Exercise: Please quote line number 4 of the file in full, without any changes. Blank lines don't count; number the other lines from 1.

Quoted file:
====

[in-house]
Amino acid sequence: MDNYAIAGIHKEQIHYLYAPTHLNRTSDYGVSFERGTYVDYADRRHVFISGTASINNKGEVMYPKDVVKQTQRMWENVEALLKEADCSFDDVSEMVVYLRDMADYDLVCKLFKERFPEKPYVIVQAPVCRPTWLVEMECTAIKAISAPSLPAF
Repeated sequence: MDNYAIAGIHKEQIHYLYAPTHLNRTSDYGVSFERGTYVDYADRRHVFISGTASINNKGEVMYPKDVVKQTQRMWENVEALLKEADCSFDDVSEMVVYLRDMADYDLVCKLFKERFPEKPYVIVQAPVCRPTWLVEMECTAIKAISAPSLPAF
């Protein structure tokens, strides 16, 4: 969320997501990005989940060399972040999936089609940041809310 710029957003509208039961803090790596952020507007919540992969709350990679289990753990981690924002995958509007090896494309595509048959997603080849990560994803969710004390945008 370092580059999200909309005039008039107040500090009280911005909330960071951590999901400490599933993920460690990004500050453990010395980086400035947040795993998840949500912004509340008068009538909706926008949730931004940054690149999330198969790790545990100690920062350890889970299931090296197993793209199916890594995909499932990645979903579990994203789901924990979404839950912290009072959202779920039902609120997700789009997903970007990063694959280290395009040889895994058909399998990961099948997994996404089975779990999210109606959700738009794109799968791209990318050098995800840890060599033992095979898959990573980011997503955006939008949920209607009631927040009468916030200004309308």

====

């Protein structure tokens, strides 16, 4: 969320997501990005989940060399972040999936089609940041809310 710029957003509208039961803090790596952020507007919540992969709350990679289990753990981690924002995958509007090896494309595509048959997603080849990560994803969710004390945008 370092580059999200909309005039008039107040500090009280911005909330960071951590999901400490599933993920460690990004500050453990010395980086400035947040795993998840949500912004509340008068009538909706926008949730931004940054690149999330198969790790545990100690920062350890889970299931090296197993793209199916890594995909499932990645979903579990994203789901924990979404839950912290009072959202779920039902609120997700789009997903970007990063694959280290395009040889895994058909399998990961099948997994996404089975779990999210109606959700738009794109799968791209990318050098995800840890060599033992095979898959990573980011997503955006939008949920209607009631927040009468916030200004309308």